Court Finds Strongly in City’s Favor in San Diego Slip & Fall Case
We’ve walked by them hundreds of times, maybe even noticed them before – the bases of street signs. Usually they consist of a larger piece of pipe embedded into the sidewalk into which the signpost slides. (See photo) Take a look the next time you see a sign.
For Mr. Heskel, he’ll probably be noticing these for the rest of his life.
On a late September evening in 2009, Mr. Heskel and his son Danny were out for a walk in San Diego. They were on the sidewalk. To Mr. Heskel’s great misfortune, the area was not well-lit and someone had removed a street sign from the sidewalk, leaving only the base embedded into the concrete. Not seeing the base, which was protruding “several inches,” he tripped over it, injured his back and broke his left wrist. There was nothing to alert Mr. Heskel’s attention to the pipe protruding from the sidewalk. It was not blocked off nor was it painted a bright, contrasting color.
Because they were the owners and controllers of the property, Mr. Heskel filed a complaint against the City of San Diego.
The law, as it relates to premises liability, is as follows:
To establish this claim, of premises liability plaintiff must prove all of the following:
- That defendant owned/leased/occupied/controlled the property;
- That defendant was negligent in the use or maintenance of the property;
- That plaintiff was harmed; and
- That defendant’s negligence was a substantial factor in causing plaintiff’s harm.
CACI Jury Instruction No. 1000
There wasn’t much of a question that the city of San Diego owned and controlled the property where Mr. Heskel was injured. There was no question that Mr. Heskel was injured. The question for the court became one of whether the city was negligent in the maintenance of their property. Ultimately, it became a question of notice. Notice is determined as follows:
In determining whether defendant should have known of the condition that created the risk of harm, you must decide whether, under all the circumstances, the condition was of such a nature and existed long enough that defendant had sufficient time to discover it and, using reasonable care:
- Repair the condition; or
- Protect against harm from the condition; or
- Adequately warn of the condition.
Defendant must make reasonable inspections of the property to discover unsafe conditions. If an inspection was not made within a reasonable time before the accident, this may show that the condition existed long enough so that a city using reasonable care would have discovered it.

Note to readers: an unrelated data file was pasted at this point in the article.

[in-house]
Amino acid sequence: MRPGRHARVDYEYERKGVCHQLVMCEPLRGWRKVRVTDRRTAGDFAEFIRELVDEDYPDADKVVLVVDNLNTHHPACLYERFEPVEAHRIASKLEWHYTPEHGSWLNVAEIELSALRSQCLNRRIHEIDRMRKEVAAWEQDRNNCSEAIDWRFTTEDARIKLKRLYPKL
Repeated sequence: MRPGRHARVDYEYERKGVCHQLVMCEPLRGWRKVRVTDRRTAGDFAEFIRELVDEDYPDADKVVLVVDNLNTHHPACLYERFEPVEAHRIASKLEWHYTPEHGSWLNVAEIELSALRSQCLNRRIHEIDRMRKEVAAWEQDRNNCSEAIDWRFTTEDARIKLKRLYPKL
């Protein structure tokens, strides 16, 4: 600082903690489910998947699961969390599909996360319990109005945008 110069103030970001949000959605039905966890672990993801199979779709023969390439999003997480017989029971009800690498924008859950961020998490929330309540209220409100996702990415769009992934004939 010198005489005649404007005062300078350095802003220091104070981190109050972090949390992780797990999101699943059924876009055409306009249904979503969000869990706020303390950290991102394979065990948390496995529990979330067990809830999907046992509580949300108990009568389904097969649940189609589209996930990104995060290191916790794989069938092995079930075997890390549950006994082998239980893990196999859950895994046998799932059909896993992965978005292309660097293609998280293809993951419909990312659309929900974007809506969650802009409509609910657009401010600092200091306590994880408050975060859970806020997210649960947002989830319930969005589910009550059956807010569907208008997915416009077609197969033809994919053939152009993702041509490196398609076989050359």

CACI Jury Instruction No. 1011
Mr. Heskel introduced sworn statements of three individuals to show that the City of San Diego had notice of the dangerous condition posed by the protruding signpost.
One such statement was by another gentleman whom had tripped over the pipe “well over one year before” Heskel’s incident and that the city had quickly placed a “No Parking” sign in the pipe shortly after his fall.
Danny Heskel, who witnessed his father’s fall, provided testimony that the area around the pipe was painted a different color shortly after his father’s fall and confirmed that a sign was placed in the pipe shortly thereafter as well.
Another gentleman provided sworn testimony that he regularly worked in the area and that the pipe had been protruding from the sidewalk for “about 2 years.” He further testified that, prior to the sign being placed in the pipe, he had driven his truck on the sidewalk and punctured a tire due to the protrusion.
All of this testimony seems to raise, at the very least, a triable issue of fact as to the City’s liability right?
Not according to the Superior Court or the Appellate Court.
The appellate court concluded that the city carried its burden to demonstrate plaintiff lacked evidence as to the essential element of obviousness.
While plaintiff’s evidence suggested that the condition was above ground and visible, it did not demonstrate that it was of a substantial size or so visible from public thoroughfares that the city, in the exercise of due care, should have become aware of it and taken corrective action to cure it.
Because Mr. Heskel, in the Court’s opinion, failed to present any evidence that the condition was obvious such that the city, in the exercise of due care, should have become aware of it, his claim failed as a matter of law, notwithstanding his evidence that the condition was present for over one year before his accident.
It is very unfortunate that the Court has ruled in the City’s favor. It seems clear to me that, having been present for as much as 2 years (according to one declaration), the city had more than ample opportunity to discover this dangerous protrusion and make the changes necessary to ensure that its residents are safe. Clearly, once Mr. Heskel injured himself, the City wasted no time in fixing the problem.
If you are injured on public property, it is very important that you do not delay in presenting your claim. Claims against public entities in California must be made within 6 months.
We at Heiting & Irwin have decades of experience in presenting public entity claims and representing those injured on both public and private property.
The case referred to in this article is: Heskel v. City of San Diego, 227 Cal. App. 4th 313